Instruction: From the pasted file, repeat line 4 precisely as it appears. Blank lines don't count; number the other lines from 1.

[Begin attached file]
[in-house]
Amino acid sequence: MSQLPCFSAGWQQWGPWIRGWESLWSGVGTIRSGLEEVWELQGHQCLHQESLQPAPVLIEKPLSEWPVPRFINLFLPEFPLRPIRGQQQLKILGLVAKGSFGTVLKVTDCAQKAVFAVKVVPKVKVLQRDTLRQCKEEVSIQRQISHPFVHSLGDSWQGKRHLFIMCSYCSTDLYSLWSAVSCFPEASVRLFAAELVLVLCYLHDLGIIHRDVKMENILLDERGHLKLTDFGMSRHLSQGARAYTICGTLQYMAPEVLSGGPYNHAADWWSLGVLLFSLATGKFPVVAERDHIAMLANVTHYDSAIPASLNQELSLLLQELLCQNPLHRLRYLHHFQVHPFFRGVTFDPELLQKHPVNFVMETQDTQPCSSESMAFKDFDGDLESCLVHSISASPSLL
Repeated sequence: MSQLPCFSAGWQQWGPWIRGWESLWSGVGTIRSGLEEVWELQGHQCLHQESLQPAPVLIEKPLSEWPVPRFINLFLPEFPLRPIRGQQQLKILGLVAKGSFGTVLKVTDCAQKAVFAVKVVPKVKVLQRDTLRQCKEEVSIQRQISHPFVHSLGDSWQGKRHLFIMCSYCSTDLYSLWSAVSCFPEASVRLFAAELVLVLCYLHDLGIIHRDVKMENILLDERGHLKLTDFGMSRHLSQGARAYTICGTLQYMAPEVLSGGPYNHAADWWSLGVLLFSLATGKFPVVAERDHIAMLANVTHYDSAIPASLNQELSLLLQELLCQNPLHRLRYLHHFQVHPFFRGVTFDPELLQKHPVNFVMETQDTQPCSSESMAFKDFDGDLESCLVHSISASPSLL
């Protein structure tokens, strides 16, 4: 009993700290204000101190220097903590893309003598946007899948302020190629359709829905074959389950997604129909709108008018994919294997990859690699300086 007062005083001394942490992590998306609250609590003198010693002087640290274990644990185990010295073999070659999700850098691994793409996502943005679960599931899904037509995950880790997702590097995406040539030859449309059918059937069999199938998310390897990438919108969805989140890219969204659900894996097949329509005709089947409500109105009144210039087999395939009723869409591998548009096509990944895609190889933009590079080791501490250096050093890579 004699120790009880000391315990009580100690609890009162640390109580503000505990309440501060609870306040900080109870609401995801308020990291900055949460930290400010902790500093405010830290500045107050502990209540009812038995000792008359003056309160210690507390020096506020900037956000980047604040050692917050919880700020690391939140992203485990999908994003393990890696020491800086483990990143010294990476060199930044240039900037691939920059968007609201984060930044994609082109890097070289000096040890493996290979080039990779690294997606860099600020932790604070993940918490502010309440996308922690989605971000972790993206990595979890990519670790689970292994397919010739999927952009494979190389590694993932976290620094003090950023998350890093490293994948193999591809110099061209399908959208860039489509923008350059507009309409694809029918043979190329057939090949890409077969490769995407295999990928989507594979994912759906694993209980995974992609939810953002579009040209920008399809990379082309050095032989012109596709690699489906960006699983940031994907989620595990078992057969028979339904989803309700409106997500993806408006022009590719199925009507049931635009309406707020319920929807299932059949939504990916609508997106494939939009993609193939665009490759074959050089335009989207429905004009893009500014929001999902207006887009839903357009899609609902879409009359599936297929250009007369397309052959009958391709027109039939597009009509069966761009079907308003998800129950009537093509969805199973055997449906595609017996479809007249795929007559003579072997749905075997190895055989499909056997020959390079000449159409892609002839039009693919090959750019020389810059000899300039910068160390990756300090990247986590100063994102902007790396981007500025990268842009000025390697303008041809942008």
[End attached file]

């Protein structure tokens, strides 16, 4: 009993700290204000101190220097903590893309003598946007899948302020190629359709829905074959389950997604129909709108008018994919294997990859690699300086 007062005083001394942490992590998306609250609590003198010693002087640290274990644990185990010295073999070659999700850098691994793409996502943005679960599931899904037509995950880790997702590097995406040539030859449309059918059937069999199938998310390897990438919108969805989140890219969204659900894996097949329509005709089947409500109105009144210039087999395939009723869409591998548009096509990944895609190889933009590079080791501490250096050093890579 004699120790009880000391315990009580100690609890009162640390109580503000505990309440501060609870306040900080109870609401995801308020990291900055949460930290400010902790500093405010830290500045107050502990209540009812038995000792008359003056309160210690507390020096506020900037956000980047604040050692917050919880700020690391939140992203485990999908994003393990890696020491800086483990990143010294990476060199930044240039900037691939920059968007609201984060930044994609082109890097070289000096040890493996290979080039990779690294997606860099600020932790604070993940918490502010309440996308922690989605971000972790993206990595979890990519670790689970292994397919010739999927952009494979190389590694993932976290620094003090950023998350890093490293994948193999591809110099061209399908959208860039489509923008350059507009309409694809029918043979190329057939090949890409077969490769995407295999990928989507594979994912759906694993209980995974992609939810953002579009040209920008399809990379082309050095032989012109596709690699489906960006699983940031994907989620595990078992057969028979339904989803309700409106997500993806408006022009590719199925009507049931635009309406707020319920929807299932059949939504990916609508997106494939939009993609193939665009490759074959050089335009989207429905004009893009500014929001999902207006887009839903357009899609609902879409009359599936297929250009007369397309052959009958391709027109039939597009009509069966761009079907308003998800129950009537093509969805199973055997449906595609017996479809007249795929007559003579072997749905075997190895055989499909056997020959390079000449159409892609002839039009693919090959750019020389810059000899300039910068160390990756300090990247986590100063994102902007790396981007500025990268842009000025390697303008041809942008």